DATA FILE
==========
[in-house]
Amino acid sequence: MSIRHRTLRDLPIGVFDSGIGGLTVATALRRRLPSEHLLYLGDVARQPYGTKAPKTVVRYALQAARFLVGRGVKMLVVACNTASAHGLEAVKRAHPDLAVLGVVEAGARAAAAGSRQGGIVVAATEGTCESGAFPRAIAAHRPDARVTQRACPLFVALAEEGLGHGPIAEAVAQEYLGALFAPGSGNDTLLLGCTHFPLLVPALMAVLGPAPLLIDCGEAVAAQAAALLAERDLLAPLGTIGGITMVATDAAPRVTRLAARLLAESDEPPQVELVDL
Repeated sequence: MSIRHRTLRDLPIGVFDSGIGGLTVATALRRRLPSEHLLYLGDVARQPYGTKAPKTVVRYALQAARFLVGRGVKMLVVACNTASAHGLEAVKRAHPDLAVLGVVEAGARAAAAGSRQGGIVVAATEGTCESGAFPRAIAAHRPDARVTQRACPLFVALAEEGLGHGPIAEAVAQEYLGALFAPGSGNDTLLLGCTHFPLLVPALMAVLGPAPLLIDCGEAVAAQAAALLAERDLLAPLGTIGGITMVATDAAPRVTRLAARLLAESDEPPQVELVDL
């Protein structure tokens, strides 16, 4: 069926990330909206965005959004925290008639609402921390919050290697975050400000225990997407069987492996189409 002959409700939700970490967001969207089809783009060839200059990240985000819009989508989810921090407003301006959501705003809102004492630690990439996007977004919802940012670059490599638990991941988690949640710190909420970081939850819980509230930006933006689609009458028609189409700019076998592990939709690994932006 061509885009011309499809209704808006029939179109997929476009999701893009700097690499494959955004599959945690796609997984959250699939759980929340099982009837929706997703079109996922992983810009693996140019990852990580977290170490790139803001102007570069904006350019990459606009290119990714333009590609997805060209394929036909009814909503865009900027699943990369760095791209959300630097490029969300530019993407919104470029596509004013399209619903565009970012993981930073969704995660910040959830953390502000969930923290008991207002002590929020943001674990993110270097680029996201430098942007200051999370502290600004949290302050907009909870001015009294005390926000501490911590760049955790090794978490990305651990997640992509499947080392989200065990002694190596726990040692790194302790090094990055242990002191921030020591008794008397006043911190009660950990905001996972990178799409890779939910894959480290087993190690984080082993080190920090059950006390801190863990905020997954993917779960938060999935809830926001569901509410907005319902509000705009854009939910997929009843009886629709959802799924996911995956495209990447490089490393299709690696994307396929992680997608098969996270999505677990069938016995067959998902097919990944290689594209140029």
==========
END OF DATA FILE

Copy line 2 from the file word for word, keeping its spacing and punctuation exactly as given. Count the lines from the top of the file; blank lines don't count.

Amino acid sequence: MSIRHRTLRDLPIGVFDSGIGGLTVATALRRRLPSEHLLYLGDVARQPYGTKAPKTVVRYALQAARFLVGRGVKMLVVACNTASAHGLEAVKRAHPDLAVLGVVEAGARAAAAGSRQGGIVVAATEGTCESGAFPRAIAAHRPDARVTQRACPLFVALAEEGLGHGPIAEAVAQEYLGALFAPGSGNDTLLLGCTHFPLLVPALMAVLGPAPLLIDCGEAVAAQAAALLAERDLLAPLGTIGGITMVATDAAPRVTRLAARLLAESDEPPQVELVDL